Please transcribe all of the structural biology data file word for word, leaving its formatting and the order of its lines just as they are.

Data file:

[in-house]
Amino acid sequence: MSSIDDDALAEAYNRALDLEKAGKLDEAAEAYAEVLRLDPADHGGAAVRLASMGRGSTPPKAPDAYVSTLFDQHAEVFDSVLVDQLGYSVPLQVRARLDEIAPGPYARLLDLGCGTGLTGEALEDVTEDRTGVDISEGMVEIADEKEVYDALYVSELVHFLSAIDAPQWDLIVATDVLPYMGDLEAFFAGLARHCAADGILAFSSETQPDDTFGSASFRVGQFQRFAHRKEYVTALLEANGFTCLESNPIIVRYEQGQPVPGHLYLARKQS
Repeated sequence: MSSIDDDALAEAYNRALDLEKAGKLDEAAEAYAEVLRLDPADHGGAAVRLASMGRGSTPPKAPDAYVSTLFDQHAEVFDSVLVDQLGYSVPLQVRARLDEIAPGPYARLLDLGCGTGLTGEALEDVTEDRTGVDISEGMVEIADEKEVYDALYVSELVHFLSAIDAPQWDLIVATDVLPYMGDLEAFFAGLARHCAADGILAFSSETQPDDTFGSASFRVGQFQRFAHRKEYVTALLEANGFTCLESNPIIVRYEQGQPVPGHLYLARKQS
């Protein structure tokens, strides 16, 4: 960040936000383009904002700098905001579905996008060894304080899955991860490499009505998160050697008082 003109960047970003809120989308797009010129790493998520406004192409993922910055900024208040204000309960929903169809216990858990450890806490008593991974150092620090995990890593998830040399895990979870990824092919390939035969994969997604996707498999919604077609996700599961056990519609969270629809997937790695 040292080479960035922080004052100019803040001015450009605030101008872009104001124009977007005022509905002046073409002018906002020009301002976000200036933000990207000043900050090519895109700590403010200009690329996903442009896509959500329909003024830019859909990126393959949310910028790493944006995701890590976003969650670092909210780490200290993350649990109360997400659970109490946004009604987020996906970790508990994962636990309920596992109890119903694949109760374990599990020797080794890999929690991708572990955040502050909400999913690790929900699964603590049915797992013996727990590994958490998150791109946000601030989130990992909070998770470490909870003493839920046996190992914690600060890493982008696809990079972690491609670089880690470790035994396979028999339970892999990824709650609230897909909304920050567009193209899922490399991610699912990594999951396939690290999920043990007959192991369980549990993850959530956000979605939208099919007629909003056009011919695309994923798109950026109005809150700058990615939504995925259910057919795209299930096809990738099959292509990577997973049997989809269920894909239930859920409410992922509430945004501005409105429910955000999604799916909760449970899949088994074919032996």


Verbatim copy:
[in-house]
Amino acid sequence: MSSIDDDALAEAYNRALDLEKAGKLDEAAEAYAEVLRLDPADHGGAAVRLASMGRGSTPPKAPDAYVSTLFDQHAEVFDSVLVDQLGYSVPLQVRARLDEIAPGPYARLLDLGCGTGLTGEALEDVTEDRTGVDISEGMVEIADEKEVYDALYVSELVHFLSAIDAPQWDLIVATDVLPYMGDLEAFFAGLARHCAADGILAFSSETQPDDTFGSASFRVGQFQRFAHRKEYVTALLEANGFTCLESNPIIVRYEQGQPVPGHLYLARKQS
Repeated sequence: MSSIDDDALAEAYNRALDLEKAGKLDEAAEAYAEVLRLDPADHGGAAVRLASMGRGSTPPKAPDAYVSTLFDQHAEVFDSVLVDQLGYSVPLQVRARLDEIAPGPYARLLDLGCGTGLTGEALEDVTEDRTGVDISEGMVEIADEKEVYDALYVSELVHFLSAIDAPQWDLIVATDVLPYMGDLEAFFAGLARHCAADGILAFSSETQPDDTFGSASFRVGQFQRFAHRKEYVTALLEANGFTCLESNPIIVRYEQGQPVPGHLYLARKQS
């Protein structure tokens, strides 16, 4: 960040936000383009904002700098905001579905996008060894304080899955991860490499009505998160050697008082 003109960047970003809120989308797009010129790493998520406004192409993922910055900024208040204000309960929903169809216990858990450890806490008593991974150092620090995990890593998830040399895990979870990824092919390939035969994969997604996707498999919604077609996700599961056990519609969270629809997937790695 040292080479960035922080004052100019803040001015450009605030101008872009104001124009977007005022509905002046073409002018906002020009301002976000200036933000990207000043900050090519895109700590403010200009690329996903442009896509959500329909003024830019859909990126393959949310910028790493944006995701890590976003969650670092909210780490200290993350649990109360997400659970109490946004009604987020996906970790508990994962636990309920596992109890119903694949109760374990599990020797080794890999929690991708572990955040502050909400999913690790929900699964603590049915797992013996727990590994958490998150791109946000601030989130990992909070998770470490909870003493839920046996190992914690600060890493982008696809990079972690491609670089880690470790035994396979028999339970892999990824709650609230897909909304920050567009193209899922490399991610699912990594999951396939690290999920043990007959192991369980549990993850959530956000979605939208099919007629909003056009011919695309994923798109950026109005809150700058990615939504995925259910057919795209299930096809990738099959292509990577997973049997989809269920894909239930859920409410992922509430945004501005409105429910955000999604799916909760449970899949088994074919032996």